The hunt for the Al Jasourah has so far yielded nothing concrete (or steel) but investigations continue. Without any useful coordinates for this wreck we decided to revisit last week’s plan and go back to the Sea King 5 to take some more measurements. This time the weather co-operated and we got there without difficulty. The anchor missed the wreck but Mike laid a string line to the bow which we all followed.
To measure the ship’s dimensions I used the same system as we’d used on the Ajman Glory – laying a string-line down the length and across the width of the vessel. Then put a knot in the line establishing the dimensions which can be measured later by comparison with the Wanderers swimming pool. It worked fine at the Ajman Glory but on this occasion my reel jammed half-way down the starboard side so we tied on Peter’s reel to finish the job. Naturally the two lines got tangled but nevertheless we sorted them out and can now report the vessel to be 35 – 36m long by 10m wide. Peter took a video of the dive but with hindsight this and a measurement survey was probably too much to do in one dive and another trip without cameras is probably needed to finish the survey.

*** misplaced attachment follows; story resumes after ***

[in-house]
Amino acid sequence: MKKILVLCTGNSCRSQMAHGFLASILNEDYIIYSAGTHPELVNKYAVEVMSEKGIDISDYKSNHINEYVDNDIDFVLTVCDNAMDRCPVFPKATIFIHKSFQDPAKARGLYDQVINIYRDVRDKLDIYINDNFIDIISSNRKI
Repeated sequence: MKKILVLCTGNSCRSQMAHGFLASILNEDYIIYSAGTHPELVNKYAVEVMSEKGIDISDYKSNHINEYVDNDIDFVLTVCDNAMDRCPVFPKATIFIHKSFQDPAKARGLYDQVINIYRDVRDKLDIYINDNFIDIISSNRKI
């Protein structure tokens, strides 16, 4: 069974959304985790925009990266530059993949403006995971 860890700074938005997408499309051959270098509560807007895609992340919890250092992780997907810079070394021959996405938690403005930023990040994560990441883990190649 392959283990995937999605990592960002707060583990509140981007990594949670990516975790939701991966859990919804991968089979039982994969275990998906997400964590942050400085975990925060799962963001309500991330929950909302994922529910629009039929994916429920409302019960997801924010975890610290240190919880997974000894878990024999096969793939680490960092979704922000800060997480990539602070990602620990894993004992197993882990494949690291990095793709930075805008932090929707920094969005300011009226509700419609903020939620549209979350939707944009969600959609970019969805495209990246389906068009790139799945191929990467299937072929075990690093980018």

For the second dive we headed for the Dara or at least some of us did! One of the region’s oldest wrecks to follow diving one of its youngest. Our last experience of the Dara was not that pleasant but this was much better – the wreck is still covered in nets but the viz was much better and the nets are much less threatening if you can see them before you swim into them. There was a group of large batfish and a pufferfish at the entrance to the cathedral and some barracuda at the stern as well as the usual profusion of fish life for which the Dara is noted.
We now come to a story which can’t be allowed to pass although I must warn you that anyone with small children may want to censor this paragraph unless they’re prepared for some complicated explanations. Picture the scene: A diver – call him Peter – has finished his dive and is trying to remove his wetsuit which stubbornly refuses to move past his ankles without outside help. So he turns to the nearest person – call her Polly – and says: “Give me a pull!”
Polly’s reply is not recorded.
Ian Hussey and Dive Club writers.